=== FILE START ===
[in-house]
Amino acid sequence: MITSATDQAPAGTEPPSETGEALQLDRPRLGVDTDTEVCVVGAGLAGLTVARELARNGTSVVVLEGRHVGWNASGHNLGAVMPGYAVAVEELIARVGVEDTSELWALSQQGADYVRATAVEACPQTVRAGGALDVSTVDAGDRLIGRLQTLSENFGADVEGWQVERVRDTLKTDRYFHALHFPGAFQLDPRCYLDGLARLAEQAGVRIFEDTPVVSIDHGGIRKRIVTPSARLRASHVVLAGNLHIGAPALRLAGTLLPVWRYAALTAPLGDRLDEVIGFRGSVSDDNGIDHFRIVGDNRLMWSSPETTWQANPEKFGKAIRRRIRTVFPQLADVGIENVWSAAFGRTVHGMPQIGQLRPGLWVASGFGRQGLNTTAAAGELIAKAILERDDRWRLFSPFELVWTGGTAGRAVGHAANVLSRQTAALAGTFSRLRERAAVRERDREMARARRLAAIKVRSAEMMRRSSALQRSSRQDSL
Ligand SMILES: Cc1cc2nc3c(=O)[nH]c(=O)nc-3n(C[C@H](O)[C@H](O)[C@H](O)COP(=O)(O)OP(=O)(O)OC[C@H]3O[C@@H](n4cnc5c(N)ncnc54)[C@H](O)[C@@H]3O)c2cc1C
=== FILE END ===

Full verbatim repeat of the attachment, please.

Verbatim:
[in-house]
Amino acid sequence: MITSATDQAPAGTEPPSETGEALQLDRPRLGVDTDTEVCVVGAGLAGLTVARELARNGTSVVVLEGRHVGWNASGHNLGAVMPGYAVAVEELIARVGVEDTSELWALSQQGADYVRATAVEACPQTVRAGGALDVSTVDAGDRLIGRLQTLSENFGADVEGWQVERVRDTLKTDRYFHALHFPGAFQLDPRCYLDGLARLAEQAGVRIFEDTPVVSIDHGGIRKRIVTPSARLRASHVVLAGNLHIGAPALRLAGTLLPVWRYAALTAPLGDRLDEVIGFRGSVSDDNGIDHFRIVGDNRLMWSSPETTWQANPEKFGKAIRRRIRTVFPQLADVGIENVWSAAFGRTVHGMPQIGQLRPGLWVASGFGRQGLNTTAAAGELIAKAILERDDRWRLFSPFELVWTGGTAGRAVGHAANVLSRQTAALAGTFSRLRERAAVRERDREMARARRLAAIKVRSAEMMRRSSALQRSSRQDSL
Ligand SMILES: Cc1cc2nc3c(=O)[nH]c(=O)nc-3n(C[C@H](O)[C@H](O)[C@H](O)COP(=O)(O)OP(=O)(O)OC[C@H]3O[C@@H](n4cnc5c(N)ncnc54)[C@H](O)[C@@H]3O)c2cc1C